The four main constructs evolving from the proposed model ('opportunity', 'risk', 'benefit', and 'cost' ) can now be compared against one another for a holistic consideration of countries during the investment decision-making process.



Macro-economic data show that many African countries have experienced an improvement in factors such as GDP, labour productivity, democracy, infrastructure, foreign direct investment, and job creation, and a decline in foreign debt and inflation, over the past 10 years. Combined with an increase in urbanisation and an expanding middle class (with higher disposable income), many African countries are now in a position to attract potential foreign investors, especially in the consumer products and retail sector.

Foreign market expansion is a business decision that requires a structured analytical framework to assist in the decision-making efforts of potential foreign investors. Models should be synthesised to assess and prioritise which market, country, or region to enter next; and what the opportunities and risks of such a move will be. A decision on foreign market expansion cannot be based solely on the variables of market opportunity and risk involved in the expansion process; the potential monetary benefits and costs need also be quantified and taken into consideration.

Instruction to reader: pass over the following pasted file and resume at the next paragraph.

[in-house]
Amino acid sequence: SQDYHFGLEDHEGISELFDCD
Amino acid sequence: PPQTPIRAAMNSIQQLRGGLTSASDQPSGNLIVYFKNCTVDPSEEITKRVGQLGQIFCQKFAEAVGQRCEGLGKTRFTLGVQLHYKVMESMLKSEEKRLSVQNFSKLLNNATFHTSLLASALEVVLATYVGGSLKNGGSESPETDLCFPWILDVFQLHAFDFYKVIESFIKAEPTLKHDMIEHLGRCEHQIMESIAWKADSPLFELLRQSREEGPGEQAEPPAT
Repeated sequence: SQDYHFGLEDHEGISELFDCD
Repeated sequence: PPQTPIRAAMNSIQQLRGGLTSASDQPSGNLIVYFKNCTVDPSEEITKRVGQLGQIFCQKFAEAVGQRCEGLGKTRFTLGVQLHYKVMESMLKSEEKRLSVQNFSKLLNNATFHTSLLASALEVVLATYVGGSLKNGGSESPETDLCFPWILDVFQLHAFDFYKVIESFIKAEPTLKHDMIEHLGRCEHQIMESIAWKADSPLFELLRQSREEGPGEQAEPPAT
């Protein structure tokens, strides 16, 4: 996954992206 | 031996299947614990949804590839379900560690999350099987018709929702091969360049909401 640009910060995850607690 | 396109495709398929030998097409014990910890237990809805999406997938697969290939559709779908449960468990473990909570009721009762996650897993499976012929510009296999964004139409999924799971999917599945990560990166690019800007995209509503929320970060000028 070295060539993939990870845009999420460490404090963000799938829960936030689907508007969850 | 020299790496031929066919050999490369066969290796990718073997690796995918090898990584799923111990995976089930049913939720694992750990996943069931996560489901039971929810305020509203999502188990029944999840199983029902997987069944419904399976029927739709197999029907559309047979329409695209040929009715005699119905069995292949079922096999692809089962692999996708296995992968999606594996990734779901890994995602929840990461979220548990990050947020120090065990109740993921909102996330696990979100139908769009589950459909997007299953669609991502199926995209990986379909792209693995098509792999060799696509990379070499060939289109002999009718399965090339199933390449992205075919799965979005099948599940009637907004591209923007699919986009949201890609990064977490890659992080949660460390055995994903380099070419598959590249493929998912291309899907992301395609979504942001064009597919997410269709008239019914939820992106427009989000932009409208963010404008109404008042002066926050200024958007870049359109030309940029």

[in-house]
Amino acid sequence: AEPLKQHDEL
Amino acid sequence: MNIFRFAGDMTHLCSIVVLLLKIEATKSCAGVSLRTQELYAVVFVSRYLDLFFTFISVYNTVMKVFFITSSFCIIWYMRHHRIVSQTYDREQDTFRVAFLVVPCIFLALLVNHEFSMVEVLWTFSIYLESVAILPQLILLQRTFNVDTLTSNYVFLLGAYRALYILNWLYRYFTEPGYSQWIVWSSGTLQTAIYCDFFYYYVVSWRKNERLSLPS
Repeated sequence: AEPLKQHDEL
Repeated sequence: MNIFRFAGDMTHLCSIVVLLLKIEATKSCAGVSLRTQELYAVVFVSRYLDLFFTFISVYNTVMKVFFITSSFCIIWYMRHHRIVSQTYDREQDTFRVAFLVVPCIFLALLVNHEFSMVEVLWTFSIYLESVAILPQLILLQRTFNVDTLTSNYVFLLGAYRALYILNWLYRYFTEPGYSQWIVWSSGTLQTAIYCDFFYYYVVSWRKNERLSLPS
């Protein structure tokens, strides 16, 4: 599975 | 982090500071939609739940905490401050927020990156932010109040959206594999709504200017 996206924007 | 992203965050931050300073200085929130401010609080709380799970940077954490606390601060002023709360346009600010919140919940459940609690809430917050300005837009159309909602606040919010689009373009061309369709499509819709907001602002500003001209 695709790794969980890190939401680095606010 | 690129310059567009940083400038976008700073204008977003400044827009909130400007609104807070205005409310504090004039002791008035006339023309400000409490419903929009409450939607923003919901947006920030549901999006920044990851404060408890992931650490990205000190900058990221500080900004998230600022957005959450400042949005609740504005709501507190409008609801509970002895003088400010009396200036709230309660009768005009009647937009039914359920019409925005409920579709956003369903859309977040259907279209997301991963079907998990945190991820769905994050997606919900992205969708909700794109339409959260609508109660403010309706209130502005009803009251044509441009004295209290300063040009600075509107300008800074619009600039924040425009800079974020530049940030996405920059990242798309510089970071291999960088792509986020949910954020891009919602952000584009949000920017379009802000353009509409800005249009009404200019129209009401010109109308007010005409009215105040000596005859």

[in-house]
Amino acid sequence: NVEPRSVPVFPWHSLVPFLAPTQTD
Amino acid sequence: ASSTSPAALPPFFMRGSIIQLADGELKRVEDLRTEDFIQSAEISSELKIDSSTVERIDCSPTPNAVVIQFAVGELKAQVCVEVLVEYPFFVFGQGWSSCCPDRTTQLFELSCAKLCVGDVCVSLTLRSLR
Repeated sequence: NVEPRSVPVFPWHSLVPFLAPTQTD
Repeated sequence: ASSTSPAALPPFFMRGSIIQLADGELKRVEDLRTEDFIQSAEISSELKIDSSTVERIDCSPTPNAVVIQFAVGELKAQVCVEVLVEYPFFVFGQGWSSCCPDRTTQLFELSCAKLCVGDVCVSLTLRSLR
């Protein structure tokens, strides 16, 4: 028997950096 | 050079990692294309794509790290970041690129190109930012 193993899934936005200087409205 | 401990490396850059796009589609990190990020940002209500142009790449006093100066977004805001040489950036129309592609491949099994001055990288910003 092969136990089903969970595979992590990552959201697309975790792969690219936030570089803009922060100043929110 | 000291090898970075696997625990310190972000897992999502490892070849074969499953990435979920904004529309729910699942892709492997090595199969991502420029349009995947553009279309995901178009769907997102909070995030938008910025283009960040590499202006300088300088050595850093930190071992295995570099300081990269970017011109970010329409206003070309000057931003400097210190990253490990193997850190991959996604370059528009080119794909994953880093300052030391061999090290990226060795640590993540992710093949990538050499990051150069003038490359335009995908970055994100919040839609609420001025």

The article presents a strategic decision-support model for a South African retailer that is looking to expand its business into markets in sub-Saharan Africa by taking a holistic approach that covers various disciplines, including supply chain management, economics of development, and financial management. The study identifies the qualitative and quantitative variables that should be considered during foreign market expansion, and that are successfully translated into comparable values for the goal of selecting foreign markets with the highest investment potential. The application of systems thinking is vital for taking a holistic approach during the complex decision-making process. This approach leads to the combination of a list of tools and techniques that are most apt for building a decision-support model, including spreadsheet applications, the analytical hierarchy process, a supply chain distribution network design, Monte Carlo simulation, sensitivity analysis, what-if analysis, and the strategic profit model. Each of the tools is integrated into the final proposed decision-support model, providing stakeholders with a simplified approach to a complex investment decision.

Further research can be conducted into applying this model concept to various industries. As the opportunity and risk of a market are highly dependent on the view and context of the stakeholder making the expansion decision, it can be expected that variable outcomes would look different for an industry other than retail.



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Submitted by authors 28 /Mar 2018
Accepted for publication 17 Sep 2018
Available online 10 Dec 2018



* Corresponding author





Appendix A - Click to enlarge